If you're looking at sixthreezero bikes, you'll see on all of our cruisers like In The Barrel, women's cruiser, Around the Block, very thick tires, traditional cruiser, totally comfort geared. Then as you move towards the right, you've got something like the EVRYjourney, a little smaller tire, little slicker tread. Still comfortable. Still rolls nice. Then you keep moving to the right, you move into our Body Ease and our The Pave n' Trails, which have a traditional hybrid thickness. Then you get into Ride in the Park, which has an even thinner tire, exclusively geared for pavement. Going to roll real smooth.
Now, in particular, if you're looking on our customizer, there's going to be different treads for the cruiser bikes available, so different treads. Now, if you're looking at a thicker tire, and that's what you like, 2.125-inch tire, it's really, I would say, up to you depending on what you like. The tread won't matter that much in terms of the selection we have on sixthreezero. If you're searching out on the marketplace, it's pretty easy to identify. I mean, if you're going to be doing a lot of pavement riding, you don't need a very intense tread. What I mean by intense tread is you don't need a ton of waffling, you don't need a ton of indentation.
A lot of times, for mountain bikes, you're going to see very rugged treads with big elevations to ride through dirt, to catch the water, to keep the traction on a trial coming downhill, things like that. If you're going to buy a wider tire for the street, the waffling in the tread and the thickness in the grooves in the tread, not that important. Now, if you like the look of that sort of tread, again, totally up to you. You can go ahead and purchase that. Just know that it might be a little more difficult to pedal depending on the waffling in the tread if it's less slick. If there are more grooves up and down, it's going to be a little more resistance on the pedaling on the pavement.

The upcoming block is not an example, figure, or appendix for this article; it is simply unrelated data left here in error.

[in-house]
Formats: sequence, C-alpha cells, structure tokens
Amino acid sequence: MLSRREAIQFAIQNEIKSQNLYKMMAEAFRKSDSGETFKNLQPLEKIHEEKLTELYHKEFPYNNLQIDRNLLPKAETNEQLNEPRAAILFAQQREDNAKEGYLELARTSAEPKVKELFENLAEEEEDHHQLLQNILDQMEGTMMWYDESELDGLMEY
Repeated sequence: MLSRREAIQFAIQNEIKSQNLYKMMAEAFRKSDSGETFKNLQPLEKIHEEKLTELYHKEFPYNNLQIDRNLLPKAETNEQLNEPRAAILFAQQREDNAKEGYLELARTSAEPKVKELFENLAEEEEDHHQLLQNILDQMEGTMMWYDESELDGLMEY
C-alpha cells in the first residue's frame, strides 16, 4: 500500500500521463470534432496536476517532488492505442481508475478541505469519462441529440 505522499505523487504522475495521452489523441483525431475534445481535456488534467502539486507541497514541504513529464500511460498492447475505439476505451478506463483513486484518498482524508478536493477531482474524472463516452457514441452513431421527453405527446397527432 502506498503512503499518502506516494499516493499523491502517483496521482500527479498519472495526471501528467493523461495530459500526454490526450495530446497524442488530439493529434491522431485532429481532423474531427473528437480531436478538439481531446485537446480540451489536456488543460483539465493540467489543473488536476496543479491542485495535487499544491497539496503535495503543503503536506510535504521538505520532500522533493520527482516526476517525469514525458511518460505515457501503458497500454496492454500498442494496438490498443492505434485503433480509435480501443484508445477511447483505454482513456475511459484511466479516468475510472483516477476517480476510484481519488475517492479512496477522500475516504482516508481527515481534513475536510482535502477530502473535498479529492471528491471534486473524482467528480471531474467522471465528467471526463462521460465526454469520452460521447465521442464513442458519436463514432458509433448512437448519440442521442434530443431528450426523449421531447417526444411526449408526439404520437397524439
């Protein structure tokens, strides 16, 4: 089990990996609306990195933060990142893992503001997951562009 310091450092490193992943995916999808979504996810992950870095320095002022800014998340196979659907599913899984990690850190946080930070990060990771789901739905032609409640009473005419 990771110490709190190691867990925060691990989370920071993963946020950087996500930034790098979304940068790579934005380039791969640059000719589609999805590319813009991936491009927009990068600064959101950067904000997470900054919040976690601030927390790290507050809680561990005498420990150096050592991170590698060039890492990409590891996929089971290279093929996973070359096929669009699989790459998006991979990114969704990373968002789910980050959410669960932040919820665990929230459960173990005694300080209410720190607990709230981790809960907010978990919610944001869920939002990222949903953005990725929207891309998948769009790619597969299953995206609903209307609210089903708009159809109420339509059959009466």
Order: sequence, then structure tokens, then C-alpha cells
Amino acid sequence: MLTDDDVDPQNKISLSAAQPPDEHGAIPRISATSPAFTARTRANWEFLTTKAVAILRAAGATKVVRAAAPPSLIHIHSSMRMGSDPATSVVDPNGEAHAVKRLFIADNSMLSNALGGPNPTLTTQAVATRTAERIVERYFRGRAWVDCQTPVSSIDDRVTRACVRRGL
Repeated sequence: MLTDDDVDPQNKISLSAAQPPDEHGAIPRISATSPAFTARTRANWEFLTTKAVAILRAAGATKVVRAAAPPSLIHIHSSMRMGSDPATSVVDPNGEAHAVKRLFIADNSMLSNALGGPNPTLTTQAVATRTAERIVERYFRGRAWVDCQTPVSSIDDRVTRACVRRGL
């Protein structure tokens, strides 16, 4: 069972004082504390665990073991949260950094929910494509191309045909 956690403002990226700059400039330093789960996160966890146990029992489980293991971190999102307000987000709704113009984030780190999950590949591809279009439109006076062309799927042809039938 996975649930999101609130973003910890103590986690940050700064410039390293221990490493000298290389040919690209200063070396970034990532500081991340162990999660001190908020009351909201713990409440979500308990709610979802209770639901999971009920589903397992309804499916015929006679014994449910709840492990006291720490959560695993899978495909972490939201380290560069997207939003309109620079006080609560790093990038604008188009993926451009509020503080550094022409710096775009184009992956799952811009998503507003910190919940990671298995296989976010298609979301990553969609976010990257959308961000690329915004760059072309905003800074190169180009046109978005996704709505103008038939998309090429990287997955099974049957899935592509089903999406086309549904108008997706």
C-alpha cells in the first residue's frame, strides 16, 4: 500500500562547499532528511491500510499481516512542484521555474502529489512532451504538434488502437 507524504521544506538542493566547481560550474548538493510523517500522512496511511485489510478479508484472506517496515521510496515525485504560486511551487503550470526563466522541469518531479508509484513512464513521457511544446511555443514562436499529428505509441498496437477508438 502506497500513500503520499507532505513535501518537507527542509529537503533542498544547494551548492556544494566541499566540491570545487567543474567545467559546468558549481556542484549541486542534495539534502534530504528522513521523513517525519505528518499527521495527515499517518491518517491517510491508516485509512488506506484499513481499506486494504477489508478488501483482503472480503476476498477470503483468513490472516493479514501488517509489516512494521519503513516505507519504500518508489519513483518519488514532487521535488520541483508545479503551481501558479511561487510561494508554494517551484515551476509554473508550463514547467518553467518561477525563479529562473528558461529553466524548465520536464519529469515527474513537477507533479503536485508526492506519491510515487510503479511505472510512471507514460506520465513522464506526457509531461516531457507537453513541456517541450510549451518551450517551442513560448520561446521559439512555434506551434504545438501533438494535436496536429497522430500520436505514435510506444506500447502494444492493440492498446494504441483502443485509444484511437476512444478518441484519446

Again, it's personal preference. I mean, that's what the treads mean. In terms of what we have available, the color, things like that, it's really up to you. Lastly, I'll say, so anything in the 2.125-inch range, it's really up to the rider if you're going to do something of that thickness. Now, if you wanted to switch to another tire, unfortunately, if you're going to put a thinner tire on a cruiser, a lot of times, it's not possible. You'd have to switch the rim too. That would require changing out everything. You do need to stuck with a tire that was already on that rim that the bike is coming with. On our customizer, we only give you the tires that fit those bikes so you can't add a too small of a tire to the wrong-size rim or something like that, but if you're looking for a slicker tread or a smaller tire, you'd have to change models completely.
Just to summarize lastly, if you're a recreational rider, very casual, I would say you want to go with a hybrid tire or thicker. If you're someone looking for speed, you're going to be more on the road, thinner tire, going places, commuting, things like that.
If you have any specific questions about your tire and if you're confused if it's the right tire for the type of riding you're doing, please, you can comment below, and we can answer that question for you, or reach out to us directly at the team at sixthreezero.com or reach us by phone, 310-982-2877. Please, check out our bikes up top here in our top navigation and enter your height and weight in our BodyFit tool. It's on the product page. Once you do that, you're going to be able to see which bikes will fit your body, thumbs up, thumbs down. If you get a thumbs down, please reach out. We can try to customize a bike for you. Don't forget, we have a 365-day test-drive-your-bike policy. If the bike doesn't fit, you don't love it, it's not what you expected, you have 365 days to ride it and send it back because our goal at sixthreezero's to make sure that we find a bike that's right for your body.
If you fall outside the average measurements of most folks, you know that sizing items are...
Getting started when biking uphill, it's going to be hard when you start off, especially if...